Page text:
Black hair has long been a topic of discussion, if not a cornerstone, of the Black community. It is an integral part of Black identity, especially for women. While our hair and what it means to us individually may be unique, what is universal for all Black women is that our locks are closely tied to our beauty, or perception thereof. That’s why we go to such great lengths to care for and protect Black hair, not just in the literal sense, but also from outsiders who try to change or simply steal that part of our identity.
In recent years, with the onset of social media, it’s been easier to identify and call out these perpetrators. Cultural thieves who take Black hair, as well as other aspects of Blackness, and treat it with the same respect a white person treats raw chicken: cut it, be unsure as to how it’s seasoned, and then throw it in a large casserole. (I imagine that’s how casserole was invented…a white woman didn’t know how to cook all the ingredients separately so she just said fuck it, and threw it all in a bowl then set the oven to 350…or 375…but I digress)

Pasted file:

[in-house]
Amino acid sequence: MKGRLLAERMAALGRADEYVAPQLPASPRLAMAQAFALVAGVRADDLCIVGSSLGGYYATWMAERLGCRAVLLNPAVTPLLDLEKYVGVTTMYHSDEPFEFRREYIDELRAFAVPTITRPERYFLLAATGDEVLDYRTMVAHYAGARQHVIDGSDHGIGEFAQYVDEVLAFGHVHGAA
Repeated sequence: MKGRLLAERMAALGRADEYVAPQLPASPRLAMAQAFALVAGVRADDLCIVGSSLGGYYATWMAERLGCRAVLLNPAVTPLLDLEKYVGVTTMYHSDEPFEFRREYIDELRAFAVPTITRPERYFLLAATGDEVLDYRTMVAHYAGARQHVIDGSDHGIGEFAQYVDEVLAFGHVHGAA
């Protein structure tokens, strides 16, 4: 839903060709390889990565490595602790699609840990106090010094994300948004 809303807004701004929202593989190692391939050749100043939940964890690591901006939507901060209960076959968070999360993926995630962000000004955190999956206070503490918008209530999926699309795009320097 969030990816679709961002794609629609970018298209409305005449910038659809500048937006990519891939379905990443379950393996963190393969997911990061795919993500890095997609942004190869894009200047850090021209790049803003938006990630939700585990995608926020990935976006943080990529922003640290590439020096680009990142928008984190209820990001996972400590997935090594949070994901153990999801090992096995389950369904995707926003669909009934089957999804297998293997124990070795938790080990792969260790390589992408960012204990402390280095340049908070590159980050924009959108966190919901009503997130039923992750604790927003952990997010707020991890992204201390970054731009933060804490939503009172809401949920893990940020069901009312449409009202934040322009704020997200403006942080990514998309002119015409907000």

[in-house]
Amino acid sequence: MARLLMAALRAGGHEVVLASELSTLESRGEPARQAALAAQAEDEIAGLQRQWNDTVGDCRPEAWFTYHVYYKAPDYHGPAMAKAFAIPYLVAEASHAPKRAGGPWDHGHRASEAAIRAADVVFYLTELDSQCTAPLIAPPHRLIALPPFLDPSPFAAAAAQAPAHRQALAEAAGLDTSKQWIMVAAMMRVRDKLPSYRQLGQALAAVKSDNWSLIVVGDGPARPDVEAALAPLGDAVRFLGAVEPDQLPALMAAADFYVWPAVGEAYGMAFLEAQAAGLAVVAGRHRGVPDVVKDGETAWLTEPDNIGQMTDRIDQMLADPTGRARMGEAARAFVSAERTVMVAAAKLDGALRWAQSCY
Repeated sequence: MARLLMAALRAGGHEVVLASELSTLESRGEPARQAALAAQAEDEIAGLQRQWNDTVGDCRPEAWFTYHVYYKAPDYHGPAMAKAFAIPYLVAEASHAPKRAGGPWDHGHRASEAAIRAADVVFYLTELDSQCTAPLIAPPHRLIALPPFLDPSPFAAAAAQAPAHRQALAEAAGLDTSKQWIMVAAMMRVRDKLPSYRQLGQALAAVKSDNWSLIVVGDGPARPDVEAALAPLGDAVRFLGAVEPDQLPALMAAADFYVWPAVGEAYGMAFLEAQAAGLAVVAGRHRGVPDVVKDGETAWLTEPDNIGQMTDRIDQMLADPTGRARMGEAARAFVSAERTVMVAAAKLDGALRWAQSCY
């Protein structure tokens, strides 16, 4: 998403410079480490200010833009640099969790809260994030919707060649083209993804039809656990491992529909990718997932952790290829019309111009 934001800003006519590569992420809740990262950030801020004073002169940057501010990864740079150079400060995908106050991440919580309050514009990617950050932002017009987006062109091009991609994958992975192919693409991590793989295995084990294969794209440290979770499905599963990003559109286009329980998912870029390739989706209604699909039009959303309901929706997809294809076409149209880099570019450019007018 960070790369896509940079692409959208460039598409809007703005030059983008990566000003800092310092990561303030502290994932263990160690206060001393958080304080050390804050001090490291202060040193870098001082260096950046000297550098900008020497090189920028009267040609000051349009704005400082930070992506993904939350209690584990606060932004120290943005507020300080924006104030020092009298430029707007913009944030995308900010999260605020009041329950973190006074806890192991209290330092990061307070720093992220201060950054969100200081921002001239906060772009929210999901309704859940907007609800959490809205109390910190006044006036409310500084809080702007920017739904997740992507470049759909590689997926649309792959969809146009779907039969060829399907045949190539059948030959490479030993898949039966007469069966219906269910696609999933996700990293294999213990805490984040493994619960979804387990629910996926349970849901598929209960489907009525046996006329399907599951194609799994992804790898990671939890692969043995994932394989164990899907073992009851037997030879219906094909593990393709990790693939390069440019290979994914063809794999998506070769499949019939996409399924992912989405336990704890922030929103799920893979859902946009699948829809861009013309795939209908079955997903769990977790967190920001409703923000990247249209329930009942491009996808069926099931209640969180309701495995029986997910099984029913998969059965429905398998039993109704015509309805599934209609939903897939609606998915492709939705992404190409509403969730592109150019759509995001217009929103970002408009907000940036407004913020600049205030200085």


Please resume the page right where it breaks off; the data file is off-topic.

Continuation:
Not surprisingly there was a period when white folks, or anyone else for that matter, just didn’t have time to copy & paste our style so they did what they do best—desperately tried to eliminate Black beauty. During the late 18th century, Black and Creole women in Louisiana were forced to wear head wraps, or tignons, because they wore their hair “in such elaborate ways that it attracted the attention of white men.” And when I say ‘forced’ I mean sanctioned, as in the Louisiana government passed laws to effectively regulate Black women’s hair.
The “tignon laws” were to not only prevent Black women from getting (unwanted) attention from white men but also to curb white women’s jealousy. At the time, it was customary for white, Spanish, and Creole men to have placées, or openly kept mistresses. And more often than not, they were choosing Black and Creole women to be their mistresses instead of white women. So, let me be clear when I say this: white women were jealous that they couldn’t be the side chick.
Now, I imagine there were some women who resisted these laws but the overwhelming response was, “LOL. Okay, girl.” Black women began to wear bright-colored tignons, proceeded to adorn them with jewels and other accessories, and used different styling techniques to wrap their hair. What was meant to signify Black women as inferior and hide their beauty was actually used to enhance it, thanks to the women’s ingenuity.
In 2016, we call that #BlackGirlMagic